Autism and Asperger Syndrome (cont.)
Lou Schuler tells WebMD what it's like to have a child with Asperger syndrome; his son Harrison was diagnosed with the condition when he was 6 years old. "I don't think it will ever be that you get one cookie cutter treatment that works for everyone," he says, and perhaps this is true of all children facing difficulties.
Meanwhile many kids with Asperger syndrome survive childhood despite never getting diagnosed or treated for it. Given how expensive and extensive the proven treatment services are, without a proper diagnosis Schuler says no one -- except folks that are extremely wealthy -- could afford the services.
"I don't think there is a downside to getting diagnosed or labeled," Schuler says. "One of the more destructive things you can do is pretend your kid can be educated and cared for the same way kids without these special needs are." If you ignore or deny problems, your kids might not get the attention or services they need. "That is virtually a guarantee that they will not only be different, but they will be unhappy -- maybe even tragically so," Schuler tells WebMD.
Newman has observed a very different problem. "I find that many parents very strongly believe that something is amiss, and they are told by their pediatrician, 'No, everything is fine, you're being nervous. Give it another six months,'" he says.
Unfortunately, experts do agree that time is the key to making progress with AS, and it's important parents pay attention. "The first thing you look for is if your kid is more deeply interested in himself -- the main thing is that they don't engage in the world like others do," says Schuler. "They are intelligent but can't carry on a social conversation or interaction."
Newman says that with intensive treatment the possibilities are very good for tremendous progress to be seen. "Without treatment, most people unfortunately do require tremendous help throughout their lives just to function in everyday life. With early intensive intervention, however, the outlook may be much brighter."
Growing Older With Asperger Syndrome
Many adults with Asperger syndrome are successful academically, and move on to jobs. "Where they tend to be held back is on the social side in terms of relationships. Many of them are very lonely and suffer from depression because they can't make friends," says Baron-Cohen.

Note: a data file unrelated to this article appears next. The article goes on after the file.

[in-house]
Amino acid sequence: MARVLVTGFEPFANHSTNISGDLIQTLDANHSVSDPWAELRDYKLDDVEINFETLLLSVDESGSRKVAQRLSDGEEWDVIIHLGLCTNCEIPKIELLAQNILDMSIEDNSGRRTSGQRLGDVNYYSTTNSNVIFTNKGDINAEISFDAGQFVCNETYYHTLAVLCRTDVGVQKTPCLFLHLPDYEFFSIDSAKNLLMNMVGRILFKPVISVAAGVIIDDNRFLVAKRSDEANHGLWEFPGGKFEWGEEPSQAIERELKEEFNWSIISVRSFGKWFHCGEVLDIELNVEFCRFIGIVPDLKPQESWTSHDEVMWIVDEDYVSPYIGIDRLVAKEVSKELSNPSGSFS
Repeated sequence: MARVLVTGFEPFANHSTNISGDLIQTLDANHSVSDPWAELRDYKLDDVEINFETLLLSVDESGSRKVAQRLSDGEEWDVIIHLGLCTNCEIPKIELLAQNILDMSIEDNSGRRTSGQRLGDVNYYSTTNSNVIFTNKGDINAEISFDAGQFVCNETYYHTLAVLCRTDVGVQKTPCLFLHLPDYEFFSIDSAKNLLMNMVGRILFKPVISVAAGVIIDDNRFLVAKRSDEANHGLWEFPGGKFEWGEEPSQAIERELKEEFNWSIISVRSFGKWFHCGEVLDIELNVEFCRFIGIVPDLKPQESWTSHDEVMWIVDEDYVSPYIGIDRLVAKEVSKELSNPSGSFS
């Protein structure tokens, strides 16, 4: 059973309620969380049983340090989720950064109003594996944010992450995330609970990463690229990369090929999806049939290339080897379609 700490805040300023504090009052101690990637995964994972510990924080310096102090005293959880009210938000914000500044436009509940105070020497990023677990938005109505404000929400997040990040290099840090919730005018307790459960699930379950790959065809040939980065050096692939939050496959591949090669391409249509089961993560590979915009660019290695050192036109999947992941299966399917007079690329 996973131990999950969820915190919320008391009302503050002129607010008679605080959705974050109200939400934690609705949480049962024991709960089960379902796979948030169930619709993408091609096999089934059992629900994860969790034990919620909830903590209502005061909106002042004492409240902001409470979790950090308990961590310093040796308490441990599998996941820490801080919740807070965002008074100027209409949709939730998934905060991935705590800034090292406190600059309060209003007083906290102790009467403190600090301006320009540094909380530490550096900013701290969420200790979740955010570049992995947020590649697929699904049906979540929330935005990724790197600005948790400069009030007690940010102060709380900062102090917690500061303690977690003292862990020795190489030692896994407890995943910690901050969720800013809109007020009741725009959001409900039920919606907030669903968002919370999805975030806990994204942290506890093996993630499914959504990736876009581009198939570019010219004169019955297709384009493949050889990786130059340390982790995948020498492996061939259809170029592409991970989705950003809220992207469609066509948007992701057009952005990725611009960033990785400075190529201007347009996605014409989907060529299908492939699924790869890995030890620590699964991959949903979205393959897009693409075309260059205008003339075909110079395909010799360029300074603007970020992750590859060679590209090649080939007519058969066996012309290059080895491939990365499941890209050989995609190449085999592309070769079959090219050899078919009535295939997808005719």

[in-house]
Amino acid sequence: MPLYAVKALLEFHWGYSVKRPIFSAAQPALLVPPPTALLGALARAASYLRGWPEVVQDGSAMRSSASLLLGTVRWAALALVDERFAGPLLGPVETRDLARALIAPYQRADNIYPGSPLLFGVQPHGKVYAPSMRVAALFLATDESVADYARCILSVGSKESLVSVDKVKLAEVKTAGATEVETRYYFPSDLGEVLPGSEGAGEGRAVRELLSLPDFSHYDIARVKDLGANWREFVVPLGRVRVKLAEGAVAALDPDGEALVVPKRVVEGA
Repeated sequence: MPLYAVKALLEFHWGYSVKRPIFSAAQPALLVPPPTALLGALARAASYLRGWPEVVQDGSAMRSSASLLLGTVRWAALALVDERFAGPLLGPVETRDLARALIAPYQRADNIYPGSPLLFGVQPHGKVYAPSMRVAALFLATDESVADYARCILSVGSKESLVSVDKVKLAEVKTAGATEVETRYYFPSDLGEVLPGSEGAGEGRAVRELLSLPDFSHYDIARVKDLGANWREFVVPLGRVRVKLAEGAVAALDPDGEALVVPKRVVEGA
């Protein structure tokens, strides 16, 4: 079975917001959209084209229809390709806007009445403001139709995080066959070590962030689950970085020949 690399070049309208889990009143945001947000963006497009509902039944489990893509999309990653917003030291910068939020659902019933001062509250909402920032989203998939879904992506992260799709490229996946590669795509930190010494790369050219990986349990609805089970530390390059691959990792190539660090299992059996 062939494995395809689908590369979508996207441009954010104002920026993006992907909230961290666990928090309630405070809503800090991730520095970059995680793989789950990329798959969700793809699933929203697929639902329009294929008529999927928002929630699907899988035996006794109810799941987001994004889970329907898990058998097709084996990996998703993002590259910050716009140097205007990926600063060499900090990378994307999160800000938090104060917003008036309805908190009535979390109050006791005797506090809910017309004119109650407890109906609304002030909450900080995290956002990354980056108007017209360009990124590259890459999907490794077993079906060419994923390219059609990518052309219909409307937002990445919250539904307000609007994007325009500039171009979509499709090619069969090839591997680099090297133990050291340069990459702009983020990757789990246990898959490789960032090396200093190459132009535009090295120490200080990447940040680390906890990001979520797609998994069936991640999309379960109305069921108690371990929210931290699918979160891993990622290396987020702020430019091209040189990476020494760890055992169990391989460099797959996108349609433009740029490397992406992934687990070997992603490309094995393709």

Indeed, relationships prove difficult for people with Asperger syndrome, and divorce is more likely as well. These patients might also find themselves limited in their careers; some of them don't advance at work, says Baron-Cohen, because of a lack of people skills or difficulty with managerial responsibilities. But that doesn't mean that people with AS don't have the same desires as everyone else. "The desires are the same in terms of wanting a close relationship, and some people with AS do manage relationships," says Baron-Cohen. "It's about if they can meet a partner who accepts how they are different."
That is likely one of the largest challenges -- the fact that people with this problem are often so misunderstood by other people, finding support for parents, children, and adults with AS is extremely important. Schuler says networking with other parents has improved life for his family -- something other parents often take for granted. "When you join support groups, and find a community of people with similar issues, you look out for each other. You discuss everything from what rights you have in certain districts to how to find babysitters."
With new research the future may bring more valuable treatments and a greater understanding of Asperger syndrome. While kids and adults with the condition may find it difficult to connect, parents will likely find the opposite to be true. "One good thing about Asperger's is that you will always be in touch with your kid's teachers and administrators," Schuler says, of being well connected to the people in his son's life. "You don't just put your kid on a bus and send them off to get educated. You can't possibly be disconnected from your kids and their education when they have AS."
Published Oct. 25, 2004.
SOURCES: Bobby Newman, PhD, BCBA, president-elect, Association for Science in Autism Treatment; director, training and research, Association in Manhattan for Autistic Children (AMAC). Simon Baron-Cohen, co-director, Autism Research Centre, Cambridge, England. Lou Schuler, freelance writer; and author, Allentown, Penn.
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